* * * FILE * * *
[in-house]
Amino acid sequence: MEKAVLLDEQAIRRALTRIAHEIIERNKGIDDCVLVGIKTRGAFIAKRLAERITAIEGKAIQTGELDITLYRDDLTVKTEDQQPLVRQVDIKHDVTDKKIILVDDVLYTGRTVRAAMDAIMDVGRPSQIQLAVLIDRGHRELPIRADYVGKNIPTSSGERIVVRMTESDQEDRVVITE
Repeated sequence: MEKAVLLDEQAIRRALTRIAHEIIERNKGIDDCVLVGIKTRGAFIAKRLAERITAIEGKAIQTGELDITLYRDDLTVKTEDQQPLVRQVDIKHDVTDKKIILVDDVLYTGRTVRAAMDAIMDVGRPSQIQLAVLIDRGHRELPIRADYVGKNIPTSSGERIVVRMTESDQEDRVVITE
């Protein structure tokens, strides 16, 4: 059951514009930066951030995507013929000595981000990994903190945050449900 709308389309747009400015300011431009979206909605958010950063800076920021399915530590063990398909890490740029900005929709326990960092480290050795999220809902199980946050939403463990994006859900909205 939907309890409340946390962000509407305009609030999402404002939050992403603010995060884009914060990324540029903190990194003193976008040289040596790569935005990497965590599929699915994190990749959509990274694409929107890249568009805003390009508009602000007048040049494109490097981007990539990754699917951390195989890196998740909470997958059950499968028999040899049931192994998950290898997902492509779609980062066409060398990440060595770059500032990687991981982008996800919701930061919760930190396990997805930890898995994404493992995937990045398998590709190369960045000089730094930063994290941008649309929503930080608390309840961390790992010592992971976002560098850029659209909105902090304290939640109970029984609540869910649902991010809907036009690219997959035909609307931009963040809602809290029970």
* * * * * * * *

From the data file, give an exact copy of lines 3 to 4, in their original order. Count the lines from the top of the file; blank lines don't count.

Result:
Repeated sequence: MEKAVLLDEQAIRRALTRIAHEIIERNKGIDDCVLVGIKTRGAFIAKRLAERITAIEGKAIQTGELDITLYRDDLTVKTEDQQPLVRQVDIKHDVTDKKIILVDDVLYTGRTVRAAMDAIMDVGRPSQIQLAVLIDRGHRELPIRADYVGKNIPTSSGERIVVRMTESDQEDRVVITE
């Protein structure tokens, strides 16, 4: 059951514009930066951030995507013929000595981000990994903190945050449900 709308389309747009400015300011431009979206909605958010950063800076920021399915530590063990398909890490740029900005929709326990960092480290050795999220809902199980946050939403463990994006859900909205 939907309890409340946390962000509407305009609030999402404002939050992403603010995060884009914060990324540029903190990194003193976008040289040596790569935005990497965590599929699915994190990749959509990274694409929107890249568009805003390009508009602000007048040049494109490097981007990539990754699917951390195989890196998740909470997958059950499968028999040899049931192994998950290898997902492509779609980062066409060398990440060595770059500032990687991981982008996800919701930061919760930190396990997805930890898995994404493992995937990045398998590709190369960045000089730094930063994290941008649309929503930080608390309840961390790992010592992971976002560098850029659209909105902090304290939640109970029984609540869910649902991010809907036009690219997959035909609307931009963040809602809290029970």